Now you might wonder how does yoga affect trust. I first wondered how going to meetings was going to keep me sober! I was also curious as to how working the twelve steps would improve my life. It was in shambles, I was in shambles. And yet, trusting in the process, I came to meetings, met with another alcoholic, read and worked the steps and now, many years later I no longer doubt. I trust. I am not flexible. I am stiff and I don’t have one of “those” bodies. I have a mind that whirls around and seemingly cannot stay still, how was I going to practice yoga and how was I going to relax in savasana (tranquility pose)? I trusted. I stepped onto the mat, slowly the pain in my wrists evaporated and I could do downward facing dog without my awareness of my hands and forearms distracting me from my breath. My forward fold became less stunted and strained and became more fluid and full of ease. I gave myself time to improve and learn; I trusted my body to know what was OK, what was safe and I worked within that capacity. I don’t do elaborate back bends – they are not for me. It took a few experiences with pain to affirm this, but now I know. I have trusted both my limits and my abilities. I have taken this knowledge into my experiences off the mat and realize there are some things I do with ease and well, some things I do with difficulty and well, and there are some things that I have a choice about. Self-trust is huge and it is a very worthy benefit from both the recovery and the yoga practice.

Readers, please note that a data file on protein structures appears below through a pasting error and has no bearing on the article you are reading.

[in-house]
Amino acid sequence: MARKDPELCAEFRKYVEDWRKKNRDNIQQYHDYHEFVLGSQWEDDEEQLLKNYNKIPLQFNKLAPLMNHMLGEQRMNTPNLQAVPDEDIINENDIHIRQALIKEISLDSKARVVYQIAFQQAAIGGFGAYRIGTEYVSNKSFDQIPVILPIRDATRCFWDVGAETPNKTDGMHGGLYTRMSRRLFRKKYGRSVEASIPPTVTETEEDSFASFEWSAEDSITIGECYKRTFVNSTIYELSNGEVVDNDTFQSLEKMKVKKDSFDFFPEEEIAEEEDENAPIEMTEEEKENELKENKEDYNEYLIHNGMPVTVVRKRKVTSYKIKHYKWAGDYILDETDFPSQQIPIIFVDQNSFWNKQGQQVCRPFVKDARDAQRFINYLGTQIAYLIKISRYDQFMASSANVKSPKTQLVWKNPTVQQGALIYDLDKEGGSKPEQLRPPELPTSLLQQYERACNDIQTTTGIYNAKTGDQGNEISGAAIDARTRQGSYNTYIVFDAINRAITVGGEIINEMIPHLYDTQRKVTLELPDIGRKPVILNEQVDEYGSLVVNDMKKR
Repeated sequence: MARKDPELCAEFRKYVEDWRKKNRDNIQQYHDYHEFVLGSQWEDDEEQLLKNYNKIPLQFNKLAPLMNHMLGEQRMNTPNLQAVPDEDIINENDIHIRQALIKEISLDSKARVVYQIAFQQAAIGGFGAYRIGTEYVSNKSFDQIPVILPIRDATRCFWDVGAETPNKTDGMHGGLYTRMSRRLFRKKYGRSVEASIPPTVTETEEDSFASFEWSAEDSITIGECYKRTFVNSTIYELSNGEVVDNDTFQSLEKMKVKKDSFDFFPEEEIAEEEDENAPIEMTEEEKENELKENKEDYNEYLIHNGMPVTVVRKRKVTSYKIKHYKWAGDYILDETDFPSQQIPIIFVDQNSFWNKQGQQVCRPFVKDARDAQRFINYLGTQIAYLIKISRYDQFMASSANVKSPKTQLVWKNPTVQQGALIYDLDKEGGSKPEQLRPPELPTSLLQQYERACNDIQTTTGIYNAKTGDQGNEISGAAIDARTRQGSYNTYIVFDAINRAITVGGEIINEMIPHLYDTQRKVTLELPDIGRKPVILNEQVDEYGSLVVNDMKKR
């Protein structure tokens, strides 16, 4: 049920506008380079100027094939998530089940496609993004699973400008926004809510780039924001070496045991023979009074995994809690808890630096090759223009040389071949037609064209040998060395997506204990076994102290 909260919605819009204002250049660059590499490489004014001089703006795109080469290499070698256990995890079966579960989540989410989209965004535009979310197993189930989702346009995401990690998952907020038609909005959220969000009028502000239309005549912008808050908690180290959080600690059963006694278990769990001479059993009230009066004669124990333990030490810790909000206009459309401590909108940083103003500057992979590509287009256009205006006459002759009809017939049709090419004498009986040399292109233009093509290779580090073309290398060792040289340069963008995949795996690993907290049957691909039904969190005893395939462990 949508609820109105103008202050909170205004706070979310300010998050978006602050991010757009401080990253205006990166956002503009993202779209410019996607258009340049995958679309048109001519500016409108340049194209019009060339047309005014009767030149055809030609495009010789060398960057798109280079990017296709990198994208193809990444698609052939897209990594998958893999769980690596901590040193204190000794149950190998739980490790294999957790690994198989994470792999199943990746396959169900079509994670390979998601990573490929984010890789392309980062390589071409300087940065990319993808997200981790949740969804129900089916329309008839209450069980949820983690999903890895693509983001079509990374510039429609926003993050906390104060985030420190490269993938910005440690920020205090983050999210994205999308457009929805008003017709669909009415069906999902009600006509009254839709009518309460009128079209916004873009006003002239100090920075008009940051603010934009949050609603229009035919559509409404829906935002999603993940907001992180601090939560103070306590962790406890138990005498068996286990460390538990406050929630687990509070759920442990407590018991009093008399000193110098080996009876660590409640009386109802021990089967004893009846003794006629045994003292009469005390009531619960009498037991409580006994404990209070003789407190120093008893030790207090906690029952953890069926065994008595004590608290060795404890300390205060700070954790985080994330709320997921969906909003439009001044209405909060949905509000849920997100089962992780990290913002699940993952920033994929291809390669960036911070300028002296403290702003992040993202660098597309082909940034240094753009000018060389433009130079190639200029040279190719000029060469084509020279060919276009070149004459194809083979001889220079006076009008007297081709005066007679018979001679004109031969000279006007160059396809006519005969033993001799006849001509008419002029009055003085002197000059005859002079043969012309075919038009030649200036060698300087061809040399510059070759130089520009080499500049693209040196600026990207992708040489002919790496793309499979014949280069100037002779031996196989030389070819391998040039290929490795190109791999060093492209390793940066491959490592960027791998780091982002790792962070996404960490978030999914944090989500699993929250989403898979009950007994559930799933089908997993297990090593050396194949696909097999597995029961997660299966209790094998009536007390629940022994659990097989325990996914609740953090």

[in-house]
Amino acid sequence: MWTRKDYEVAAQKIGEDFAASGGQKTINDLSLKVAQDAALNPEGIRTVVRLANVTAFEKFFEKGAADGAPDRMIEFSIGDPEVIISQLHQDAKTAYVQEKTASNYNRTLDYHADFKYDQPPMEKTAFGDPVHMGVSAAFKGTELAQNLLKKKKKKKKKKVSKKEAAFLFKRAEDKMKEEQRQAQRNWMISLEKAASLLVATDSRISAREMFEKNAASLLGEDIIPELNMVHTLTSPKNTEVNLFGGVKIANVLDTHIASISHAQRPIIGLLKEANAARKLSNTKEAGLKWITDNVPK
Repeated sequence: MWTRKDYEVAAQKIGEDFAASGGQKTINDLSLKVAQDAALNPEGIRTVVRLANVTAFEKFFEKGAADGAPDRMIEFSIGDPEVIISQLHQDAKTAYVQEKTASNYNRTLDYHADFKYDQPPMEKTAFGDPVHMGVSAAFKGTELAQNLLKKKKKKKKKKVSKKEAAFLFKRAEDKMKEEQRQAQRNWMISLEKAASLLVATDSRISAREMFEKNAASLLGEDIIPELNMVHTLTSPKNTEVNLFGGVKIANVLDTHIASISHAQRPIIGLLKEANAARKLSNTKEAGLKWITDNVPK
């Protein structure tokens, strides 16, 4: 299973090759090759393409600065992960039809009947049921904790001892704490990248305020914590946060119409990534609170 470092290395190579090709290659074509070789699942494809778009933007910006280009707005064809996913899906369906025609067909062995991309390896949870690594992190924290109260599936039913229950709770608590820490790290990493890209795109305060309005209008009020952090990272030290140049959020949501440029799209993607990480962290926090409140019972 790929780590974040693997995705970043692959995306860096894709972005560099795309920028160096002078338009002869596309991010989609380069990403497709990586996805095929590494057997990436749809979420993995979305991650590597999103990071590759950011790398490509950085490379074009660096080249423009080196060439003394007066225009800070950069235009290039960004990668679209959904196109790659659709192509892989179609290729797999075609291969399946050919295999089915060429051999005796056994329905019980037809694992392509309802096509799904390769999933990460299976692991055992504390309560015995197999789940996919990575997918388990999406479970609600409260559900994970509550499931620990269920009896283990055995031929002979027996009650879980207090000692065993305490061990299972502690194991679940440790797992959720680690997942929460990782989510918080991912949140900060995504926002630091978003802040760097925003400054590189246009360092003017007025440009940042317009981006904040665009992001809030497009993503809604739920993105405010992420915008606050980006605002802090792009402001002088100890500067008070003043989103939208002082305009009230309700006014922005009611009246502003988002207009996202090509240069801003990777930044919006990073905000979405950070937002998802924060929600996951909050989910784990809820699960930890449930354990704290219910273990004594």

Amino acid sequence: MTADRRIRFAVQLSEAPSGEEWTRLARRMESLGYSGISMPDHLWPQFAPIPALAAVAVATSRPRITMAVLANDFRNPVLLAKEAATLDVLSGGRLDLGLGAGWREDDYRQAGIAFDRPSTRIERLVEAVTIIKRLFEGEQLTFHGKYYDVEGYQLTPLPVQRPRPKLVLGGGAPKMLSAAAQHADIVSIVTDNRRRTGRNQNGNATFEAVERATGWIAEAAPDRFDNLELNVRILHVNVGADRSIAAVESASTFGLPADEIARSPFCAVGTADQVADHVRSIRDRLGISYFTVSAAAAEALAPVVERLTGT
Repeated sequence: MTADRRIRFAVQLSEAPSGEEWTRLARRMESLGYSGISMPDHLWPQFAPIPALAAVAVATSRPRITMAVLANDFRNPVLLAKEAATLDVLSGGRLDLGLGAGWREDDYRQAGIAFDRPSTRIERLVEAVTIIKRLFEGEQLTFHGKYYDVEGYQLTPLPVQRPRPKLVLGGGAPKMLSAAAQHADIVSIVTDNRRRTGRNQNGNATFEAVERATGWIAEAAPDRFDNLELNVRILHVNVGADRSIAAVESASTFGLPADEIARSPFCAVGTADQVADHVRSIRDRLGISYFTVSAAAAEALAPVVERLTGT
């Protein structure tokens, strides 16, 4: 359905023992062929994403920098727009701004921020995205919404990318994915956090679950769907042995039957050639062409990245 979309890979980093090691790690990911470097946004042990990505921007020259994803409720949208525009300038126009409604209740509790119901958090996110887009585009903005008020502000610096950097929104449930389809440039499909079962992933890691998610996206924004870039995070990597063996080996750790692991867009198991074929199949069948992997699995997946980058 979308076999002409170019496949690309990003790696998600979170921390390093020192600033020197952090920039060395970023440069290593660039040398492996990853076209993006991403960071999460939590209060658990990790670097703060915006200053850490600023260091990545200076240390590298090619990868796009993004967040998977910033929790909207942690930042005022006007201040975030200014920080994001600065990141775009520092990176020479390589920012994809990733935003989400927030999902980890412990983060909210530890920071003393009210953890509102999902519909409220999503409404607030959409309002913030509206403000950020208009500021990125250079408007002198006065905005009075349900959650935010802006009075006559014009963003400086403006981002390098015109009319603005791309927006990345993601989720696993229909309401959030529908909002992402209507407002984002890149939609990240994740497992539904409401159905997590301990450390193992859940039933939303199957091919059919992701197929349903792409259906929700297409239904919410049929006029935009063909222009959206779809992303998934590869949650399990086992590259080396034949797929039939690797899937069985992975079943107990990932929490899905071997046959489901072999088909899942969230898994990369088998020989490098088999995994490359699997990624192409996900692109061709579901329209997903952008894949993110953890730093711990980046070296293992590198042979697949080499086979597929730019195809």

Now you might know that these five things are but a scratch on the surface of mutual benefits. What have you discovered? What has recovery provided that is helpful on the mat? And what has yoga taught you that is helpful in recovery. I would love to hear your experience strength and hope.

by Kyczy Hawk
Author: “Yoga and the Twelve Step Path”

Kyczy Hawk is the author of “Yoga and the Twelve Step Path”. She teaches yoga in the San Jose area of California, to people in detention centers, recovery centers, schools and studios. A certified teacher of Y12SR (Yoga of 12 Step Recovery) she holds weekly classes to a growing number of students. She leads workshops throughout the Bay Area on Addiction Recovery and Yoga and co-leads a certification program with Kent Bond, 550 ERYT.


  1. brenda perlin
    September 11, 2012

    I am definitely a fan of Kyczy Hawk and yoga. I read her book “Yoga and the Twelve Step Path” and found it so valuable and I am not in recovery. Actually I am in a different kind of recovery. I have a rare autoimmune disease and could not walk for a period of time so I guess you can call that recovery.